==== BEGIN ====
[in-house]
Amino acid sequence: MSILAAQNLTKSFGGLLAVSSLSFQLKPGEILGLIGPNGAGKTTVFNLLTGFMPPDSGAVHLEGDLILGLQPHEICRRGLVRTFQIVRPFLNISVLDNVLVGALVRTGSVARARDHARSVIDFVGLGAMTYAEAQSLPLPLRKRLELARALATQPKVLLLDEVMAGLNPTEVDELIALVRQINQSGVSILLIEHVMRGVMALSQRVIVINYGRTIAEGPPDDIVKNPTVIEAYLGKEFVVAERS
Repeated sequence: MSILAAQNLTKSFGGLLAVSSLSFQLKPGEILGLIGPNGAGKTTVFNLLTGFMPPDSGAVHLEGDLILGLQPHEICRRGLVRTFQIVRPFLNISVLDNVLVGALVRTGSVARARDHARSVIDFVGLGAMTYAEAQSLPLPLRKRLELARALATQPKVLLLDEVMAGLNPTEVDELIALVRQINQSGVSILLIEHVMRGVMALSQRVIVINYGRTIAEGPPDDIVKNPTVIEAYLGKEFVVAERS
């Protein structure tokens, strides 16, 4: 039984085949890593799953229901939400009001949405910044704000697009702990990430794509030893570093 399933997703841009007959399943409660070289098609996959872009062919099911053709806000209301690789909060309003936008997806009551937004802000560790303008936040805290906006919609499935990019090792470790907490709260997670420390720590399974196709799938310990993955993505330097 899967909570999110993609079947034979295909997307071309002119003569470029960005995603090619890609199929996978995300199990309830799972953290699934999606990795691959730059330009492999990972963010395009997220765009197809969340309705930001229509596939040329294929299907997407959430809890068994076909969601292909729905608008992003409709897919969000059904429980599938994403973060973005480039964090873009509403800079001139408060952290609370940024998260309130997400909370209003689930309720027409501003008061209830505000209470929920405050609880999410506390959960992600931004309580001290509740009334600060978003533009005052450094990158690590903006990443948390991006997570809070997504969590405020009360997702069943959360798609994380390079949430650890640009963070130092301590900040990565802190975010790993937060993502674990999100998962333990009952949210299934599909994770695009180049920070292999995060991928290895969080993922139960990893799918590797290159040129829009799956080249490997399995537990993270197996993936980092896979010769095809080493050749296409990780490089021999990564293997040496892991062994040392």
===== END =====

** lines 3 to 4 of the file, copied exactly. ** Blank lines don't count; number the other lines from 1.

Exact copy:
Repeated sequence: MSILAAQNLTKSFGGLLAVSSLSFQLKPGEILGLIGPNGAGKTTVFNLLTGFMPPDSGAVHLEGDLILGLQPHEICRRGLVRTFQIVRPFLNISVLDNVLVGALVRTGSVARARDHARSVIDFVGLGAMTYAEAQSLPLPLRKRLELARALATQPKVLLLDEVMAGLNPTEVDELIALVRQINQSGVSILLIEHVMRGVMALSQRVIVINYGRTIAEGPPDDIVKNPTVIEAYLGKEFVVAERS
């Protein structure tokens, strides 16, 4: 039984085949890593799953229901939400009001949405910044704000697009702990990430794509030893570093 399933997703841009007959399943409660070289098609996959872009062919099911053709806000209301690789909060309003936008997806009551937004802000560790303008936040805290906006919609499935990019090792470790907490709260997670420390720590399974196709799938310990993955993505330097 899967909570999110993609079947034979295909997307071309002119003569470029960005995603090619890609199929996978995300199990309830799972953290699934999606990795691959730059330009492999990972963010395009997220765009197809969340309705930001229509596939040329294929299907997407959430809890068994076909969601292909729905608008992003409709897919969000059904429980599938994403973060973005480039964090873009509403800079001139408060952290609370940024998260309130997400909370209003689930309720027409501003008061209830505000209470929920405050609880999410506390959960992600931004309580001290509740009334600060978003533009005052450094990158690590903006990443948390991006997570809070997504969590405020009360997702069943959360798609994380390079949430650890640009963070130092301590900040990565802190975010790993937060993502674990999100998962333990009952949210299934599909994770695009180049920070292999995060991928290895969080993922139960990893799918590797290159040129829009799956080249490997399995537990993270197996993936980092896979010769095809080493050749296409990780490089021999990564293997040496892991062994040392």